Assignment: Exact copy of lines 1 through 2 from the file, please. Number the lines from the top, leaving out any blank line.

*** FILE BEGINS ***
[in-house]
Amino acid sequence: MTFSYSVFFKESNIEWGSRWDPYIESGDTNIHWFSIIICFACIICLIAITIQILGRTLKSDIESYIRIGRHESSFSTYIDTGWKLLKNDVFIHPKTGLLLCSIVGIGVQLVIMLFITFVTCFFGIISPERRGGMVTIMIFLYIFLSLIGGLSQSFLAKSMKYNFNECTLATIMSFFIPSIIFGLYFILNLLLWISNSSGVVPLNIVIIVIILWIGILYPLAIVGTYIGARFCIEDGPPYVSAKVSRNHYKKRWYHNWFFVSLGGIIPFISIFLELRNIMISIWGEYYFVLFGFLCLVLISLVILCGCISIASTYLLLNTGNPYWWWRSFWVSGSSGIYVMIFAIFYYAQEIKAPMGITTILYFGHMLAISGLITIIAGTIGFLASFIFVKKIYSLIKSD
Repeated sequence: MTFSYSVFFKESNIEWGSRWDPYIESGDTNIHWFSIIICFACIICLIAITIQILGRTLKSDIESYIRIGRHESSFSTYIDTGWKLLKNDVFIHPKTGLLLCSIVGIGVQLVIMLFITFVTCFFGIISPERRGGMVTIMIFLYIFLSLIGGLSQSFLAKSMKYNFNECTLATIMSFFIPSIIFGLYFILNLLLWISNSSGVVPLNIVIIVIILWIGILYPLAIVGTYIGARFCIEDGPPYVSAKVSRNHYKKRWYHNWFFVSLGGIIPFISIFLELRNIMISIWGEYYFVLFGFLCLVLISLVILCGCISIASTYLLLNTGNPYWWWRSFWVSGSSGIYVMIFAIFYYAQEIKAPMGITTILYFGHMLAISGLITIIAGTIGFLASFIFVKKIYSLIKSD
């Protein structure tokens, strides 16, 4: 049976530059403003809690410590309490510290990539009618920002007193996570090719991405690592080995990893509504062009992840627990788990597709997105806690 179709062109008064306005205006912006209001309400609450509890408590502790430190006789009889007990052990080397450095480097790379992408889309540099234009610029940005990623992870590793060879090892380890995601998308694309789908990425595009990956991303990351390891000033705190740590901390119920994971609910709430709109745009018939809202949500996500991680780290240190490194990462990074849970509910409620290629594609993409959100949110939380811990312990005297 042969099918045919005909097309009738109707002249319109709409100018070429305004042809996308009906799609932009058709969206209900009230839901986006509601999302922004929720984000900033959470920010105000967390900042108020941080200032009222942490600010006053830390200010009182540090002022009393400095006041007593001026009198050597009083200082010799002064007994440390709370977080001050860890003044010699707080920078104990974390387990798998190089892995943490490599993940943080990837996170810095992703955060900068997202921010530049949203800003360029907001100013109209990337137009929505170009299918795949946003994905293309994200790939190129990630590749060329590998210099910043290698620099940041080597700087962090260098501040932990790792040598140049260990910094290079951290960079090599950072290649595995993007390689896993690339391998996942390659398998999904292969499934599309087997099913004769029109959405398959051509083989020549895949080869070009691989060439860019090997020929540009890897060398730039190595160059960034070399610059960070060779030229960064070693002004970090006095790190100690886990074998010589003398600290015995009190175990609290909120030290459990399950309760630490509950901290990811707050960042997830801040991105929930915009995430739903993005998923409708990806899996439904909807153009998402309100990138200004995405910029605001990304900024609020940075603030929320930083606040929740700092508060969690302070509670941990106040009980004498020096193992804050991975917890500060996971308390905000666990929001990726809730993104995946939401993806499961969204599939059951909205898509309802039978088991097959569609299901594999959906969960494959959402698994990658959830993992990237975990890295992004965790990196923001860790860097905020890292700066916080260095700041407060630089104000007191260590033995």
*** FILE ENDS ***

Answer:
[in-house]
Amino acid sequence: MTFSYSVFFKESNIEWGSRWDPYIESGDTNIHWFSIIICFACIICLIAITIQILGRTLKSDIESYIRIGRHESSFSTYIDTGWKLLKNDVFIHPKTGLLLCSIVGIGVQLVIMLFITFVTCFFGIISPERRGGMVTIMIFLYIFLSLIGGLSQSFLAKSMKYNFNECTLATIMSFFIPSIIFGLYFILNLLLWISNSSGVVPLNIVIIVIILWIGILYPLAIVGTYIGARFCIEDGPPYVSAKVSRNHYKKRWYHNWFFVSLGGIIPFISIFLELRNIMISIWGEYYFVLFGFLCLVLISLVILCGCISIASTYLLLNTGNPYWWWRSFWVSGSSGIYVMIFAIFYYAQEIKAPMGITTILYFGHMLAISGLITIIAGTIGFLASFIFVKKIYSLIKSD